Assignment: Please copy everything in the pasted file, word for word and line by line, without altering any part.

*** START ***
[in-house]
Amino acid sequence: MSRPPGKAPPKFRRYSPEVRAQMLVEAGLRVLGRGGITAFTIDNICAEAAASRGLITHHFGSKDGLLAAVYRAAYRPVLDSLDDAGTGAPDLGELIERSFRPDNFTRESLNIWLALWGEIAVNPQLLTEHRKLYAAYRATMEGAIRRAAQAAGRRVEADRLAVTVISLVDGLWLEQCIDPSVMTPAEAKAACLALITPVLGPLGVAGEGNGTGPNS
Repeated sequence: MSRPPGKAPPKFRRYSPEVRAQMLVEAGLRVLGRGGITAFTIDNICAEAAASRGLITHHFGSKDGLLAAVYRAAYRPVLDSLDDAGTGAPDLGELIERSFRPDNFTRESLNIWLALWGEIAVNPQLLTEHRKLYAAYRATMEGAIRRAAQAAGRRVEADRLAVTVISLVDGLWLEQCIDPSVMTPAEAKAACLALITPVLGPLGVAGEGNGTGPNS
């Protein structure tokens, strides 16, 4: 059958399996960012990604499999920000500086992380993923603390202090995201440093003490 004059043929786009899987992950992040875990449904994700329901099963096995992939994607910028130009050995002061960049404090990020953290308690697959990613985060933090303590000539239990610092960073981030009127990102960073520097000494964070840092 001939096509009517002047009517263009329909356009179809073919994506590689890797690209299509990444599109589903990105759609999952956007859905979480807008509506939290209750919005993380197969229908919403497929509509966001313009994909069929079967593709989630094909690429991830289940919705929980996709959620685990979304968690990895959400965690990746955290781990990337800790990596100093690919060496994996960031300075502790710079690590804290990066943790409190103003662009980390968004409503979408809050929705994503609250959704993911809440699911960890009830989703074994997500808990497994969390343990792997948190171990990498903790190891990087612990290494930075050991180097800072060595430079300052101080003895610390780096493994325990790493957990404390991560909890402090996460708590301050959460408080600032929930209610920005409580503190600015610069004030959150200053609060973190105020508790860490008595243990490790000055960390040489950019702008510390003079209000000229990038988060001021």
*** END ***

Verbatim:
[in-house]
Amino acid sequence: MSRPPGKAPPKFRRYSPEVRAQMLVEAGLRVLGRGGITAFTIDNICAEAAASRGLITHHFGSKDGLLAAVYRAAYRPVLDSLDDAGTGAPDLGELIERSFRPDNFTRESLNIWLALWGEIAVNPQLLTEHRKLYAAYRATMEGAIRRAAQAAGRRVEADRLAVTVISLVDGLWLEQCIDPSVMTPAEAKAACLALITPVLGPLGVAGEGNGTGPNS
Repeated sequence: MSRPPGKAPPKFRRYSPEVRAQMLVEAGLRVLGRGGITAFTIDNICAEAAASRGLITHHFGSKDGLLAAVYRAAYRPVLDSLDDAGTGAPDLGELIERSFRPDNFTRESLNIWLALWGEIAVNPQLLTEHRKLYAAYRATMEGAIRRAAQAAGRRVEADRLAVTVISLVDGLWLEQCIDPSVMTPAEAKAACLALITPVLGPLGVAGEGNGTGPNS
């Protein structure tokens, strides 16, 4: 059958399996960012990604499999920000500086992380993923603390202090995201440093003490 004059043929786009899987992950992040875990449904994700329901099963096995992939994607910028130009050995002061960049404090990020953290308690697959990613985060933090303590000539239990610092960073981030009127990102960073520097000494964070840092 001939096509009517002047009517263009329909356009179809073919994506590689890797690209299509990444599109589903990105759609999952956007859905979480807008509506939290209750919005993380197969229908919403497929509509966001313009994909069929079967593709989630094909690429991830289940919705929980996709959620685990979304968690990895959400965690990746955290781990990337800790990596100093690919060496994996960031300075502790710079690590804290990066943790409190103003662009980390968004409503979408809050929705994503609250959704993911809440699911960890009830989703074994997500808990497994969390343990792997948190171990990498903790190891990087612990290494930075050991180097800072060595430079300052101080003895610390780096493994325990790493957990404390991560909890402090996460708590301050959460408080600032929930209610920005409580503190600015610069004030959150200053609060973190105020508790860490008595243990490790000055960390040489950019702008510390003079209000000229990038988060001021």